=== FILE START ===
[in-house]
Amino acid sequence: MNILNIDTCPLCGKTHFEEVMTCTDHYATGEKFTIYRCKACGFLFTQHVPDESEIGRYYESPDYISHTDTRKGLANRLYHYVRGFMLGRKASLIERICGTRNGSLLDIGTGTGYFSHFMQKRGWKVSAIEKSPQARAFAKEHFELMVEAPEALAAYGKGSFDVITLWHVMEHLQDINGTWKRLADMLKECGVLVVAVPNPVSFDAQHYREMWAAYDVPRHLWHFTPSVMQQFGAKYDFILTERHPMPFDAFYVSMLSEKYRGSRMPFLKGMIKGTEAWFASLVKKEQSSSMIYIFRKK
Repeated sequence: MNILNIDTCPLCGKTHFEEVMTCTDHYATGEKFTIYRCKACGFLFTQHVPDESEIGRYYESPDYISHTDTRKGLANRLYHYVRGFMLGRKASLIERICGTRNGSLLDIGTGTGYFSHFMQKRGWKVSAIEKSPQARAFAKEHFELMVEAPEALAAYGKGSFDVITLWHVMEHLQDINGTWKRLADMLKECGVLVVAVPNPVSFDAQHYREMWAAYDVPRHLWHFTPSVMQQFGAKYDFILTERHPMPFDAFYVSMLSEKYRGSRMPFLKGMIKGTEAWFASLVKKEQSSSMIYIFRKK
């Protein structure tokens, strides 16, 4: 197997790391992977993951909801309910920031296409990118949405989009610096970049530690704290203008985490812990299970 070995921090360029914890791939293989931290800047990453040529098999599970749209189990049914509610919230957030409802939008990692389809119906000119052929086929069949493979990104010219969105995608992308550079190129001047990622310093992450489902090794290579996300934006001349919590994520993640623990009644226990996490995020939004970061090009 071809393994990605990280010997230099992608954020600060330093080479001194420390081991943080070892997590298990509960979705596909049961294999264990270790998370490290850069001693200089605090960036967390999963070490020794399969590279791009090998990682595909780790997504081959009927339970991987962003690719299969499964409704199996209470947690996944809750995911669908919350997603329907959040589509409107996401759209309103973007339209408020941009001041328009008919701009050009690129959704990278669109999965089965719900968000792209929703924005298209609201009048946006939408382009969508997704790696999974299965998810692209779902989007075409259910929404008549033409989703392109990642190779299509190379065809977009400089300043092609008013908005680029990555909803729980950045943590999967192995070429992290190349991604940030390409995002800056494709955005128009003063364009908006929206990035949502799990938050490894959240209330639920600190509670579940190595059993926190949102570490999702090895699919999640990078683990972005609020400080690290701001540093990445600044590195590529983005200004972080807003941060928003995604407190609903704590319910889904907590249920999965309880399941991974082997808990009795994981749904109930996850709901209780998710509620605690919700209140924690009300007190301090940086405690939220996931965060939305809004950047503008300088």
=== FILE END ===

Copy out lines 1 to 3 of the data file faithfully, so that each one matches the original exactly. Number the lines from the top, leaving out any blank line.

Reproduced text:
[in-house]
Amino acid sequence: MNILNIDTCPLCGKTHFEEVMTCTDHYATGEKFTIYRCKACGFLFTQHVPDESEIGRYYESPDYISHTDTRKGLANRLYHYVRGFMLGRKASLIERICGTRNGSLLDIGTGTGYFSHFMQKRGWKVSAIEKSPQARAFAKEHFELMVEAPEALAAYGKGSFDVITLWHVMEHLQDINGTWKRLADMLKECGVLVVAVPNPVSFDAQHYREMWAAYDVPRHLWHFTPSVMQQFGAKYDFILTERHPMPFDAFYVSMLSEKYRGSRMPFLKGMIKGTEAWFASLVKKEQSSSMIYIFRKK
Repeated sequence: MNILNIDTCPLCGKTHFEEVMTCTDHYATGEKFTIYRCKACGFLFTQHVPDESEIGRYYESPDYISHTDTRKGLANRLYHYVRGFMLGRKASLIERICGTRNGSLLDIGTGTGYFSHFMQKRGWKVSAIEKSPQARAFAKEHFELMVEAPEALAAYGKGSFDVITLWHVMEHLQDINGTWKRLADMLKECGVLVVAVPNPVSFDAQHYREMWAAYDVPRHLWHFTPSVMQQFGAKYDFILTERHPMPFDAFYVSMLSEKYRGSRMPFLKGMIKGTEAWFASLVKKEQSSSMIYIFRKK